Lock Down Brum, an association of creatives and businesses, has helped keep the community spirit of the Second City alive during the COVID-19 crisis.
As coronavirus swept through the West Midlands, those lucky enough to remain in robust health have been pining for the salad days of the delights of Digbeth, the bohemian craft of Kings Heath, and the sweat and salt of Snobs.
Thank god, then, for Lock Down Brum.
A “community aimed to inform, entertain and bring together the people of Birmingham during the COVID-19 pandemic,” Lock Down Brum has kept the city entertained through live music streams, quizzes, yoga classes, playlists, news stories and more.
“We wanted to provide a respite from the daily Government briefings and also connect to our local community,” explains Sophie Hack, who – alongside PR whizz Mazzy Snape – has helped spearhead the Lock Down Brum initiative.
In the fourteen or so weeks since sampling Birmingham’s local businesses and drinking in its unique boozers became a distant memory, Lock Down Brum has kept creatives cooking and quarantined locals entertained with a vast array of content.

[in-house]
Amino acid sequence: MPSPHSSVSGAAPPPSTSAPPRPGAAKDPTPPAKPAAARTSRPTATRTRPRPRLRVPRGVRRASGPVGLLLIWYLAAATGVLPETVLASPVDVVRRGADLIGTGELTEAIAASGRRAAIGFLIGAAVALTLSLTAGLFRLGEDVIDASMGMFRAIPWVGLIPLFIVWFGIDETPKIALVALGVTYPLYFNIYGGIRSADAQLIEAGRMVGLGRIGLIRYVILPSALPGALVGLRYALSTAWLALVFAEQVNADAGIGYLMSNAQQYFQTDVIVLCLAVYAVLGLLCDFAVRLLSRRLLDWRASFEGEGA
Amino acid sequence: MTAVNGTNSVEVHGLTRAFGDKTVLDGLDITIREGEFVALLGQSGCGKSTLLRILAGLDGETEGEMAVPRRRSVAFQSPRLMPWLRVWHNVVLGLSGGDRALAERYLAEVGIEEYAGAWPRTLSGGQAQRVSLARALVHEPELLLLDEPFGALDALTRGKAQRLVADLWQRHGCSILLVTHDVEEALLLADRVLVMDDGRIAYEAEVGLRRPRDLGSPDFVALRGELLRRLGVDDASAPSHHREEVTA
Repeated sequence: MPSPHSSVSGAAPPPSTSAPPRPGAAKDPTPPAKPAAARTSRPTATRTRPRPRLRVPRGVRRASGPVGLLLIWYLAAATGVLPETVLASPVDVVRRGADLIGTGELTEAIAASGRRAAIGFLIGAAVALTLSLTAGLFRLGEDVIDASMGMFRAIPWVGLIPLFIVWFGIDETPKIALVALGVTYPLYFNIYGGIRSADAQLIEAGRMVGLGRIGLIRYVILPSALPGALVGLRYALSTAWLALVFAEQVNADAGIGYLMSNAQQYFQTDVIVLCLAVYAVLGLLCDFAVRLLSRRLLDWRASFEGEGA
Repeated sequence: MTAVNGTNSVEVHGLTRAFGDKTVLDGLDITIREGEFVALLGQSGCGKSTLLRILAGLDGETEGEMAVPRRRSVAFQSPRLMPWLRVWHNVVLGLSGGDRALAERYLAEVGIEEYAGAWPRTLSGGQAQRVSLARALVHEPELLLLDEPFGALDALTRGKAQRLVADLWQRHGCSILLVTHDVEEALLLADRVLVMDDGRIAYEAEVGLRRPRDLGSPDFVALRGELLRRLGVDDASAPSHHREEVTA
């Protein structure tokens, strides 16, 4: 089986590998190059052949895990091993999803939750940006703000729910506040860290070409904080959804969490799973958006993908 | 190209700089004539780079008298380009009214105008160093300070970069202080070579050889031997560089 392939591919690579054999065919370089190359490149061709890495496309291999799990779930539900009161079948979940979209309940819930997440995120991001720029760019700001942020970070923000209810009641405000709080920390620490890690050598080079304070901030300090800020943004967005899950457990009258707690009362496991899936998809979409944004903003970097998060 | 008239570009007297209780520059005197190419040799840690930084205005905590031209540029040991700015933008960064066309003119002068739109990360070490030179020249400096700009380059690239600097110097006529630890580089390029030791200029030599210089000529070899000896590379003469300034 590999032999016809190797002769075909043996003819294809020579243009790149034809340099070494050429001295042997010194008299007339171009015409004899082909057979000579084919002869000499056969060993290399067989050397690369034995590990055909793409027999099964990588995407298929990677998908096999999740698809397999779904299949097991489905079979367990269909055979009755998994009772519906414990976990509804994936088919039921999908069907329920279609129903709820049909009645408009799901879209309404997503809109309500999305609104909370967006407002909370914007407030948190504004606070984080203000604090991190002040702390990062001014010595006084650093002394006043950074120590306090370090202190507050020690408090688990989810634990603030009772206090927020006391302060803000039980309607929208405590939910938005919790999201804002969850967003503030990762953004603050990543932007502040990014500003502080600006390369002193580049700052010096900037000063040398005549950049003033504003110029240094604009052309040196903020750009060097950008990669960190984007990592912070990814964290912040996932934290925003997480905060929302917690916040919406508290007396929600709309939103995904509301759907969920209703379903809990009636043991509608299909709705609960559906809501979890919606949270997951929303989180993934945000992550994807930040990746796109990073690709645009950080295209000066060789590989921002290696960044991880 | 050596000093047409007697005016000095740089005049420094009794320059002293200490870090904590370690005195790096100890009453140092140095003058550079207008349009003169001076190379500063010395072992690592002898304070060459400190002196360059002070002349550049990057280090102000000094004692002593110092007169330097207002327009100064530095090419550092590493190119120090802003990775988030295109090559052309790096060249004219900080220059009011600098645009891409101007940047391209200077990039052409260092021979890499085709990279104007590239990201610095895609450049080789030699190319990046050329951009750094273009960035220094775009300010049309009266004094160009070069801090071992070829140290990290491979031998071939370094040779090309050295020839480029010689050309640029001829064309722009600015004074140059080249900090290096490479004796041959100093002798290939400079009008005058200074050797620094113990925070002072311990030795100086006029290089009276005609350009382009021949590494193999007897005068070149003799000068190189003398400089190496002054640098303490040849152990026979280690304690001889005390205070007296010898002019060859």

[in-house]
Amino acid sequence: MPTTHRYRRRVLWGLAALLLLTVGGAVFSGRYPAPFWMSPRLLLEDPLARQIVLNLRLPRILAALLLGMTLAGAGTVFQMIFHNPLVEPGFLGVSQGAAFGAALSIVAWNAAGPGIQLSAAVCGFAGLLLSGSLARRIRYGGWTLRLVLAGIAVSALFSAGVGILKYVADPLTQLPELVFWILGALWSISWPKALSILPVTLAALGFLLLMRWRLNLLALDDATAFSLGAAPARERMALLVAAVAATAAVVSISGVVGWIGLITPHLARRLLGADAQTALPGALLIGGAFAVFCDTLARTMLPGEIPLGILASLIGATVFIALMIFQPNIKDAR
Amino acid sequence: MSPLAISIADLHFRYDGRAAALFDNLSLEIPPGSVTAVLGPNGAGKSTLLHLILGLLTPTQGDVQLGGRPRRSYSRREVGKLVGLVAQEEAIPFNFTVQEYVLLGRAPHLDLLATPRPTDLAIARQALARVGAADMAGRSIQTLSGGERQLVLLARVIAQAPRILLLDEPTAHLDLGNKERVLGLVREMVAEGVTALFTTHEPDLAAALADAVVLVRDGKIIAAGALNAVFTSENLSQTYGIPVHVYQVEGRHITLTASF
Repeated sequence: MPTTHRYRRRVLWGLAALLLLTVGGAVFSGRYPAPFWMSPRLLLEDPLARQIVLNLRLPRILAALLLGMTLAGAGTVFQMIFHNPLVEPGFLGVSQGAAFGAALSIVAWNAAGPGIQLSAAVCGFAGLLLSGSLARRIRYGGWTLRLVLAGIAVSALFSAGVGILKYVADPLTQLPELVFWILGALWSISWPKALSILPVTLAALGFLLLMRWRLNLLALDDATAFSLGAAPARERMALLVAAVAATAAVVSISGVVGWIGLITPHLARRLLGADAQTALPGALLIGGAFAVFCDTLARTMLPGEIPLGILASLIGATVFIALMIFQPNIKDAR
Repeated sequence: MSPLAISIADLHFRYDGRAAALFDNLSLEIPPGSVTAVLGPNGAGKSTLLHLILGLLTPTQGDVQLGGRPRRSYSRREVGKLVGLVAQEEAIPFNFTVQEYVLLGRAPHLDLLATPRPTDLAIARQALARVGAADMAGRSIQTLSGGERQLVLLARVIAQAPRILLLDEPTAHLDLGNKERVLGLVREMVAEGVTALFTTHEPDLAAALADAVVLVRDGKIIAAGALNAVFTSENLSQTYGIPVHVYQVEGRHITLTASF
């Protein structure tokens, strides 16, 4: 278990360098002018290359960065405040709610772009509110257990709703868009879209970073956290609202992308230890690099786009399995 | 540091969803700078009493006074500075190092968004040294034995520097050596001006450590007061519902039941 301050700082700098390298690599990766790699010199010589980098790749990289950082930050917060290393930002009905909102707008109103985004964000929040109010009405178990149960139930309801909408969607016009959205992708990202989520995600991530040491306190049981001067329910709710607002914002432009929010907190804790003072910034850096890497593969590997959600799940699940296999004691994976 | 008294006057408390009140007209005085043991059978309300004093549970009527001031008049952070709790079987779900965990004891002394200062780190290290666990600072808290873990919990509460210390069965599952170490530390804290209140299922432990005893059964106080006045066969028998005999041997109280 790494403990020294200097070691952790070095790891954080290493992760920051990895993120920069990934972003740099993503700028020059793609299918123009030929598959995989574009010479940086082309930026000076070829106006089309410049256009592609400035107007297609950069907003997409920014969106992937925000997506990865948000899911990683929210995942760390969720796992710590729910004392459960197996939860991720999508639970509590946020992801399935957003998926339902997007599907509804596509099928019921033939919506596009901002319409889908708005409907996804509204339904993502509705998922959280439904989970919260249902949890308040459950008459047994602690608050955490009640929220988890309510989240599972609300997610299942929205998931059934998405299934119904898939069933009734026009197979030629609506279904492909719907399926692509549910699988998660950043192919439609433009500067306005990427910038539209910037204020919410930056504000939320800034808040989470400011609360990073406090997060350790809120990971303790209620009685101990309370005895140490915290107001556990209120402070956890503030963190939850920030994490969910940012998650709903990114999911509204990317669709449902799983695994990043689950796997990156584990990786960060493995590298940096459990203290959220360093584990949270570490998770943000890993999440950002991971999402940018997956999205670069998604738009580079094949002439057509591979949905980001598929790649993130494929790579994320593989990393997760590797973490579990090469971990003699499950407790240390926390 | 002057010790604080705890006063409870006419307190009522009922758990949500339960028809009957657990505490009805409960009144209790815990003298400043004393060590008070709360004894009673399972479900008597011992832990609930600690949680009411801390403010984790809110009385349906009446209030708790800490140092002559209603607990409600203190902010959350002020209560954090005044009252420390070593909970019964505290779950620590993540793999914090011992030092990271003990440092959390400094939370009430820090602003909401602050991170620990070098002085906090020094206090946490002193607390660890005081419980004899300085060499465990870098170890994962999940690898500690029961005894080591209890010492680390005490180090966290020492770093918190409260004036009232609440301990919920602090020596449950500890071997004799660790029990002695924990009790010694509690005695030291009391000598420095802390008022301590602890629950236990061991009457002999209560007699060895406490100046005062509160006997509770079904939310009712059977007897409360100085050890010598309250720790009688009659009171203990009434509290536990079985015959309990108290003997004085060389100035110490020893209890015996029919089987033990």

Highlights have included live music from some of Birmingham’s best and brightest, comedy sketch shows, live yoga sessions and a focus on local businesses such as Loki Wine Bar, and Punks and Chancers.
Sophie says the reaction so far has been overwhelmingly positive.
“It just goes to show how great the people of Birmingham are,” she says. “Everyone has been getting stuck in during lockdown by helping their community, raising money for charity and being creative.”
Sophie also states there are hopes that Lock Down Brum will continue to cultivate its community spirit long after lockdown has been lifted.
“Even after lockdown we’d love to carry on the project, offering training and advice to small businesses through webinars and continuing to highlight the people of Birmingham and their generosity.”
Indeed, Lock Down Brum has been helping the business side as well as the creative one. Currently, they’re producing social distancing signage in order to help local businesses reopen after lockdown.
Sophie urges anyone interested in shining a light on their work to get in touch.
“Do reach out, whether it be a spotlight video introducing their business to the world, a shout out on their new project or a piece of art/music they’ve worked really hard on and want to share,” Sophie says.
“It’s important we all keep talking and creating in lockdown and build up our community, and we couldn’t do that without everyone else!”
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